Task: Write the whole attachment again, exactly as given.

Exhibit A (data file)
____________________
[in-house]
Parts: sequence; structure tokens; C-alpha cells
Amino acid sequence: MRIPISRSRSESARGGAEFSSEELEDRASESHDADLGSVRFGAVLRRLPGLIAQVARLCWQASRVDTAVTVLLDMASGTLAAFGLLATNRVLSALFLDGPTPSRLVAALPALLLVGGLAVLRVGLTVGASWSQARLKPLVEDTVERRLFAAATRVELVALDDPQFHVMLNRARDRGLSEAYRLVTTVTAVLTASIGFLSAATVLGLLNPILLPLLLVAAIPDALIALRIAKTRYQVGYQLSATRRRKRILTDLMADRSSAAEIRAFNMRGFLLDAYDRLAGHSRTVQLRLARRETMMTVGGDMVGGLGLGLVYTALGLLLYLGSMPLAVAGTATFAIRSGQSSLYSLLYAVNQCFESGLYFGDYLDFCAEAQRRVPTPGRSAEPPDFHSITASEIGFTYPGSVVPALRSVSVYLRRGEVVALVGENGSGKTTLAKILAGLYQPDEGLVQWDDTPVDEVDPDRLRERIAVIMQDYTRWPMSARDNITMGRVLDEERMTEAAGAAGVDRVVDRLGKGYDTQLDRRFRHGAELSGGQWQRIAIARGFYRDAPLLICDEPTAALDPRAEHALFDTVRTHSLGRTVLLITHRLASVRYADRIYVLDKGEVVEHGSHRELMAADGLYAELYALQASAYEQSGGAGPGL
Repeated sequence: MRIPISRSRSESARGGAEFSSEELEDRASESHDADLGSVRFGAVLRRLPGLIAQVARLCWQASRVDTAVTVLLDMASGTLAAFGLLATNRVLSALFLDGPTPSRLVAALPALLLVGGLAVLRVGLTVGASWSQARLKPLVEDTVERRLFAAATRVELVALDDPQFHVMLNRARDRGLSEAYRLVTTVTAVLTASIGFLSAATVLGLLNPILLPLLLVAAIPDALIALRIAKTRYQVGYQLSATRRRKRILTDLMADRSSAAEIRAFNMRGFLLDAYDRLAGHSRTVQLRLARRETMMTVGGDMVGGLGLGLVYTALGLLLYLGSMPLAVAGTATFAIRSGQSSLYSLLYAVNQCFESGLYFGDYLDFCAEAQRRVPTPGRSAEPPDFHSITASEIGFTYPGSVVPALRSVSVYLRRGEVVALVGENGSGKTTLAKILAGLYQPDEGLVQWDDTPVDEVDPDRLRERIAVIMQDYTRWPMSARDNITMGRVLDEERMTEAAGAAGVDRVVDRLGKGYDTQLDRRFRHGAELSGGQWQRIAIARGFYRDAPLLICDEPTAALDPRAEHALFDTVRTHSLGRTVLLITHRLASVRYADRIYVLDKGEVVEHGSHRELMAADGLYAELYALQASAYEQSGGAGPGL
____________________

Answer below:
[in-house]
Parts: sequence; structure tokens; C-alpha cells
Amino acid sequence: MRIPISRSRSESARGGAEFSSEELEDRASESHDADLGSVRFGAVLRRLPGLIAQVARLCWQASRVDTAVTVLLDMASGTLAAFGLLATNRVLSALFLDGPTPSRLVAALPALLLVGGLAVLRVGLTVGASWSQARLKPLVEDTVERRLFAAATRVELVALDDPQFHVMLNRARDRGLSEAYRLVTTVTAVLTASIGFLSAATVLGLLNPILLPLLLVAAIPDALIALRIAKTRYQVGYQLSATRRRKRILTDLMADRSSAAEIRAFNMRGFLLDAYDRLAGHSRTVQLRLARRETMMTVGGDMVGGLGLGLVYTALGLLLYLGSMPLAVAGTATFAIRSGQSSLYSLLYAVNQCFESGLYFGDYLDFCAEAQRRVPTPGRSAEPPDFHSITASEIGFTYPGSVVPALRSVSVYLRRGEVVALVGENGSGKTTLAKILAGLYQPDEGLVQWDDTPVDEVDPDRLRERIAVIMQDYTRWPMSARDNITMGRVLDEERMTEAAGAAGVDRVVDRLGKGYDTQLDRRFRHGAELSGGQWQRIAIARGFYRDAPLLICDEPTAALDPRAEHALFDTVRTHSLGRTVLLITHRLASVRYADRIYVLDKGEVVEHGSHRELMAADGLYAELYALQASAYEQSGGAGPGL
Repeated sequence: MRIPISRSRSESARGGAEFSSEELEDRASESHDADLGSVRFGAVLRRLPGLIAQVARLCWQASRVDTAVTVLLDMASGTLAAFGLLATNRVLSALFLDGPTPSRLVAALPALLLVGGLAVLRVGLTVGASWSQARLKPLVEDTVERRLFAAATRVELVALDDPQFHVMLNRARDRGLSEAYRLVTTVTAVLTASIGFLSAATVLGLLNPILLPLLLVAAIPDALIALRIAKTRYQVGYQLSATRRRKRILTDLMADRSSAAEIRAFNMRGFLLDAYDRLAGHSRTVQLRLARRETMMTVGGDMVGGLGLGLVYTALGLLLYLGSMPLAVAGTATFAIRSGQSSLYSLLYAVNQCFESGLYFGDYLDFCAEAQRRVPTPGRSAEPPDFHSITASEIGFTYPGSVVPALRSVSVYLRRGEVVALVGENGSGKTTLAKILAGLYQPDEGLVQWDDTPVDEVDPDRLRERIAVIMQDYTRWPMSARDNITMGRVLDEERMTEAAGAAGVDRVVDRLGKGYDTQLDRRFRHGAELSGGQWQRIAIARGFYRDAPLLICDEPTAALDPRAEHALFDTVRTHSLGRTVLLITHRLASVRYADRIYVLDKGEVVEHGSHRELMAADGLYAELYALQASAYEQSGGAGPGL